The Pay­ing Guests

Herizons - - Arts & Culture -

Sarah Wa­ters

McClel­land and Stewart

Re­view by Kerry Ryan It’s wrong to com­pare The Pay­ing Guests, the lat­est novel from Man Booker Prize fi­nal­ist Sarah Wa­ters, to Down­ton Abbey, but I can’t help it.The sim­i­lar­i­ties are mostly cir­cum­stan­tial: women in post­war Eng­land try­ing to rec­on­cile a jolly olde class sys­tem with jazz-age fem­i­nism.

The Pay­ing Guests deals with en­tirely dif­fer­ent so­cioe­co­nomic cir­cum­stances than the lush pe­riod TV se­ries, but it too peeks un­der the fa­cade and bed­sheets of pro­pri­ety.And it’s just as melo­dra­matic.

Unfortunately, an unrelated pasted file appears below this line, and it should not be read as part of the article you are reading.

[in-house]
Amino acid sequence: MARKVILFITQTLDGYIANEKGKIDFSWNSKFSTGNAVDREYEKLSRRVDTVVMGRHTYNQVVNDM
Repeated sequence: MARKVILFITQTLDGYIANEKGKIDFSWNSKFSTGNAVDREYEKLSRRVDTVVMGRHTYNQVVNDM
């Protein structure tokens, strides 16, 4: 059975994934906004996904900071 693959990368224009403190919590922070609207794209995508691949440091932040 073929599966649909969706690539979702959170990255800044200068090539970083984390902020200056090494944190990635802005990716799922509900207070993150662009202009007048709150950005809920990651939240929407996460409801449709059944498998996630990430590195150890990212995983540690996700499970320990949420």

Our pro­tag­o­nist, Frances Wray, is shock­ingly un­mar­ried and liv­ing a dreary ex­is­tence with her mother. While there are hints at a free­wheel­ing, out­spo­ken past, Frances’s cur­rent life is sepia-toned—con­ven­tional and dull.Her broth­ers have been killed in the war, and her fa­ther’s re­cent death—and the in­ep­ti­tude which pre­ceded it—have left

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